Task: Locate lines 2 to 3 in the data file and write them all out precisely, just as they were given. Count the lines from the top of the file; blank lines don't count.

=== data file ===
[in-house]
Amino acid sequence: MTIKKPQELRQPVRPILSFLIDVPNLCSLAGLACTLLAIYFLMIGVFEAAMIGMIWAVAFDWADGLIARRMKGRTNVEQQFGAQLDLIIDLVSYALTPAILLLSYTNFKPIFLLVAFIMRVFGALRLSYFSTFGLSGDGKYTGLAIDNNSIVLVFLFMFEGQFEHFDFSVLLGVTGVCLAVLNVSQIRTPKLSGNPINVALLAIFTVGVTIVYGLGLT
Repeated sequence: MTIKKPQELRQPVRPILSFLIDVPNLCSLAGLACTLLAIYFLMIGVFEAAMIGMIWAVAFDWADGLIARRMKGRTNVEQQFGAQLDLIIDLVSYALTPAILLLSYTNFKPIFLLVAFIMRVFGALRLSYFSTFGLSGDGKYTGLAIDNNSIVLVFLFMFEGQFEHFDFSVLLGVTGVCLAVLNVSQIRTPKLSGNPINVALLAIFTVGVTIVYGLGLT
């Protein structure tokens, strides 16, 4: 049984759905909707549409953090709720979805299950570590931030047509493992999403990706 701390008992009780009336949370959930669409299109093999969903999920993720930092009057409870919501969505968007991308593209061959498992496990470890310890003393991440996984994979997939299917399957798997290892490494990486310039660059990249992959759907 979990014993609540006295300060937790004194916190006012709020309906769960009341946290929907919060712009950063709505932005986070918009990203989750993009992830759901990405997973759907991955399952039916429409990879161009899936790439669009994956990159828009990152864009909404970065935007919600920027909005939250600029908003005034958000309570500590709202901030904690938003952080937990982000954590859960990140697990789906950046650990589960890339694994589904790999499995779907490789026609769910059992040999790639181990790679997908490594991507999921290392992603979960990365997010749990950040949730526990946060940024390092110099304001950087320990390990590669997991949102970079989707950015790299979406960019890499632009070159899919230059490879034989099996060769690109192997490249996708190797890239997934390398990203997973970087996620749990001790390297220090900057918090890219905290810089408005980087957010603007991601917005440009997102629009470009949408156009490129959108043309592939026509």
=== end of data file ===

Amino acid sequence: MTIKKPQELRQPVRPILSFLIDVPNLCSLAGLACTLLAIYFLMIGVFEAAMIGMIWAVAFDWADGLIARRMKGRTNVEQQFGAQLDLIIDLVSYALTPAILLLSYTNFKPIFLLVAFIMRVFGALRLSYFSTFGLSGDGKYTGLAIDNNSIVLVFLFMFEGQFEHFDFSVLLGVTGVCLAVLNVSQIRTPKLSGNPINVALLAIFTVGVTIVYGLGLT
Repeated sequence: MTIKKPQELRQPVRPILSFLIDVPNLCSLAGLACTLLAIYFLMIGVFEAAMIGMIWAVAFDWADGLIARRMKGRTNVEQQFGAQLDLIIDLVSYALTPAILLLSYTNFKPIFLLVAFIMRVFGALRLSYFSTFGLSGDGKYTGLAIDNNSIVLVFLFMFEGQFEHFDFSVLLGVTGVCLAVLNVSQIRTPKLSGNPINVALLAIFTVGVTIVYGLGLT